Well, when Mr. Big puts it like that…
I should add that Chris Noth is that Chris Noth - the actor (SATC, The Good Wife, Law and Order) whose star status enables him to shine a light on causes that matter to him during his off-screen time. 'I’m a fan of any group or any organization [such as the Rainforest Alliance] that is devoting their lives to try and be the solution. I want do anything I can in my small way to help them to achieve their agenda', he tells me.
So can you still ‘give back’ and ‘do good’ in a low-key, less time-intensive way ?
Susan Skog suggests asking your company’s philanthropic leaders to rally around your cause and match employee donations. 'Leverage the collective power of your co-workers, friends, and family. Spark awareness and let everyone know what you’re passionate about, through lunch conversations, social media, family gatherings. Ask colleagues, family and friends to skip gifts for your birthday, anniversary or holidays but instead make donations to your cause'.
Whichever way you decide to take your career to the next level in 2013 – here’s my one tip from you, borne out of my own experience. Whenever I help others, I do it from a place of purity – I expect nothing in return and I do it for no other motivation than to see someone else succeed or get a break. But here’s the thing – it comes back to me tenfold. I have the most fortuitous things happen to me time and time again – things you couldn’t make up. Are they related ? Possibly. But I try not to think about it. I will keep giving back, doing good and helping others while still having the purest of intentions. After all, like Jason said, “it brings me joy.”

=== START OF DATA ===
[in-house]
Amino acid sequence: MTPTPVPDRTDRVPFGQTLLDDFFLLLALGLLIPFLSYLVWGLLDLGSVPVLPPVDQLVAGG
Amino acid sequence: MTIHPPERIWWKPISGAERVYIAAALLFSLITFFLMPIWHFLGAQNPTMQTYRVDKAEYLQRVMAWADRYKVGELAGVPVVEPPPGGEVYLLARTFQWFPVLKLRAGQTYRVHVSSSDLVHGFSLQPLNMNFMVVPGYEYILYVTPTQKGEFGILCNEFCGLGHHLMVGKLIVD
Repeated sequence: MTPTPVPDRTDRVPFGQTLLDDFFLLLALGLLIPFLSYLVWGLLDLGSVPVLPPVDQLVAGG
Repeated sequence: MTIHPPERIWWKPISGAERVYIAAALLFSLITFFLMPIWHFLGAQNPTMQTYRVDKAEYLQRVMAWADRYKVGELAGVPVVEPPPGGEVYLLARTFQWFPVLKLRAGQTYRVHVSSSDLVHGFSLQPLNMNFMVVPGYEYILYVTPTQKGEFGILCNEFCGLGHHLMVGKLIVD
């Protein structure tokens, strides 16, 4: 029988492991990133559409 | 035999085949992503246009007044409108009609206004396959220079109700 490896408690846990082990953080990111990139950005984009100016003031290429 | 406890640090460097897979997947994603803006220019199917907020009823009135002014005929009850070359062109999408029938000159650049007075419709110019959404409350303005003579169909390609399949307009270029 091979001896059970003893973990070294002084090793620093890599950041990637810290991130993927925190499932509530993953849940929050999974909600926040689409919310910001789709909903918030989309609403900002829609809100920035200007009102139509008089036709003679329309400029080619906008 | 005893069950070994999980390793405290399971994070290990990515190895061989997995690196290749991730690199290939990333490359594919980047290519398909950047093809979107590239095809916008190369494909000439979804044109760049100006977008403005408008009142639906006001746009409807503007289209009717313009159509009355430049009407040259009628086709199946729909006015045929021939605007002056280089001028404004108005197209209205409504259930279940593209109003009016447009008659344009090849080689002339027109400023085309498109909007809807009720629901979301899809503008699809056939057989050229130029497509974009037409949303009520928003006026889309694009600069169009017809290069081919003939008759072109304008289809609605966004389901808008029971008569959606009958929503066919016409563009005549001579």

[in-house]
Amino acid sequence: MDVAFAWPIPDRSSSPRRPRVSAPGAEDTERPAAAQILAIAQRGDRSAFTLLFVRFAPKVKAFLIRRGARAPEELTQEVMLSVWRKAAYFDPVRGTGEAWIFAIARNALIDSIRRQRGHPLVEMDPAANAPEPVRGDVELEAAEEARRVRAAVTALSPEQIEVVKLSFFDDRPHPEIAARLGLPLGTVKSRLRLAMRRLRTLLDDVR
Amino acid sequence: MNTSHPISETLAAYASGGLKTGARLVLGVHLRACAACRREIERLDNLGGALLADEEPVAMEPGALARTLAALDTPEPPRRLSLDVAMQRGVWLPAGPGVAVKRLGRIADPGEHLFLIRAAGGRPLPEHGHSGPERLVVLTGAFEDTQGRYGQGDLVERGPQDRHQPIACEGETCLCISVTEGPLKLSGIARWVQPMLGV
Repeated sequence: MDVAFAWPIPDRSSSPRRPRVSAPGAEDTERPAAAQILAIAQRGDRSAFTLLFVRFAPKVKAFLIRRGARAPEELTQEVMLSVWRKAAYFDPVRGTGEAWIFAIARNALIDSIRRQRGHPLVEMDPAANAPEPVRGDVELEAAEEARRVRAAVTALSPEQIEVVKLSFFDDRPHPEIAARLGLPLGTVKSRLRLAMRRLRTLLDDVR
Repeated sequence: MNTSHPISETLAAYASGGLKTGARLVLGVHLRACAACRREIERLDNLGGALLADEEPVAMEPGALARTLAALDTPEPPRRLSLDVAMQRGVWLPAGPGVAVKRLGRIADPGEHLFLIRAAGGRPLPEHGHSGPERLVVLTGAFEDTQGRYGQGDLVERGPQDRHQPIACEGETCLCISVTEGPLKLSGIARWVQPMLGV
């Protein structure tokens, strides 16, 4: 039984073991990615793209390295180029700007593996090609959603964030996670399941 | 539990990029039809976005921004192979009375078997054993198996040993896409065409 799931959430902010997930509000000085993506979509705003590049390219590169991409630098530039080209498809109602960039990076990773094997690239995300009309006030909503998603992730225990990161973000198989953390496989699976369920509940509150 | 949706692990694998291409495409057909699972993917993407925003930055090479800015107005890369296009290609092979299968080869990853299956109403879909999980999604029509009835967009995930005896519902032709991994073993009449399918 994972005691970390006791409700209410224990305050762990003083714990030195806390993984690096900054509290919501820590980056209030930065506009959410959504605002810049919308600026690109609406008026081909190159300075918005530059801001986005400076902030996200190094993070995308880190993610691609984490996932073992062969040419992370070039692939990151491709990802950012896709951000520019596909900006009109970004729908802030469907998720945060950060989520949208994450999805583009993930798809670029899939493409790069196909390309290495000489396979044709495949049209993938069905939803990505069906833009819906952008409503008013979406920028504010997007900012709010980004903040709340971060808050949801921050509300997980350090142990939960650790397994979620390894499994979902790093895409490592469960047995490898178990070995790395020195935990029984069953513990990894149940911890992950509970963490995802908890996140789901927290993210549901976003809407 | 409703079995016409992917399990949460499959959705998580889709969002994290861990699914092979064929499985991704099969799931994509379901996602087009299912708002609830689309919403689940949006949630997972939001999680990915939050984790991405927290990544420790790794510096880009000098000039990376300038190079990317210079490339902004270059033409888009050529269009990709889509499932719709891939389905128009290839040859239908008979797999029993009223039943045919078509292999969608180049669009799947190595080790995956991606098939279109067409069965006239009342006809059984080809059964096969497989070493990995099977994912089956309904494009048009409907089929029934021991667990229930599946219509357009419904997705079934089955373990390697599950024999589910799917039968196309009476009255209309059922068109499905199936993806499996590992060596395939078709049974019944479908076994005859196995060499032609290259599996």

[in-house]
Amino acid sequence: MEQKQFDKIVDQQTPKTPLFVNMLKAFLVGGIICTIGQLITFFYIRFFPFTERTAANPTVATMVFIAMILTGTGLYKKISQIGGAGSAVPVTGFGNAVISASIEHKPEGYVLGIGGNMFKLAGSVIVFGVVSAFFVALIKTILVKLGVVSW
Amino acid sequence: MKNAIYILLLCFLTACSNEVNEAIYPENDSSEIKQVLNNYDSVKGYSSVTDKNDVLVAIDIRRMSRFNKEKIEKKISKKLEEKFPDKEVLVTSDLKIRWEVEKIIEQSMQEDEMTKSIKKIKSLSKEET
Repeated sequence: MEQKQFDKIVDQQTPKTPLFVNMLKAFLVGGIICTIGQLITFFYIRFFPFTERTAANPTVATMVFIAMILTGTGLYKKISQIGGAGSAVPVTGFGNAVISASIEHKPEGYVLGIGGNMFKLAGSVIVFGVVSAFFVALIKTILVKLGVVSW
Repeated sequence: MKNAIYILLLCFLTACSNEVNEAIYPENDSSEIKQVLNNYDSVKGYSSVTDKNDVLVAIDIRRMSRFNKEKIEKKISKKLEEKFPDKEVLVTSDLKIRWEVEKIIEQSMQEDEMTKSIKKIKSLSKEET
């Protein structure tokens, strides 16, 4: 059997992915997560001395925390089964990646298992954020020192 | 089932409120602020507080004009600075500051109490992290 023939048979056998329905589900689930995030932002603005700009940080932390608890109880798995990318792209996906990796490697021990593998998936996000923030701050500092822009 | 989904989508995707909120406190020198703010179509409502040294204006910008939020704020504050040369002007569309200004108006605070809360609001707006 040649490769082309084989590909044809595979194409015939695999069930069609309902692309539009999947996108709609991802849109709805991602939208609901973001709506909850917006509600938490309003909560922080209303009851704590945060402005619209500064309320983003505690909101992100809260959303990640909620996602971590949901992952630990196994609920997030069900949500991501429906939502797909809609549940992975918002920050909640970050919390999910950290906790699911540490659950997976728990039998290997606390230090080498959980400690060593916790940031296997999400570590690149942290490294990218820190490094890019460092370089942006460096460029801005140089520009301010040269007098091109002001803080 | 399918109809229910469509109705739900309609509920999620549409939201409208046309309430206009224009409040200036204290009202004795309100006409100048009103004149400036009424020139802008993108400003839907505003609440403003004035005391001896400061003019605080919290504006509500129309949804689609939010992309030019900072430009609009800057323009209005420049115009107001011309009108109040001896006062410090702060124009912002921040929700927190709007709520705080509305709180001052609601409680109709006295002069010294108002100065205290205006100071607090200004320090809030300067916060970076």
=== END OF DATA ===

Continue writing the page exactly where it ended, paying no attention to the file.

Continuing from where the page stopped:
I’m sure you’ll find the same.
In the words of Oprah, 'You have to find what sparks a light in you so that you in your own way can illuminate the world'.
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If you do have the time and inclination for pro bono work there are organizations that match people’s skills with pro bono work needed.
The Lex Mundi Pro Bono Foundation 'relieves the burden on social entrepreneurs trying to navigate the murky waters of their legal issues alone by matching them with lawyers at top law firms'.
Catchafire matches professionally-skilled volunteers with nonprofits and social enterprises
A Billion + Change is a national campaign to mobilize billions of dollars of pro bono and skills-based service by 2013 to address core issues communities face across the country and around the world.
This article originally appeared in Forbes magazine: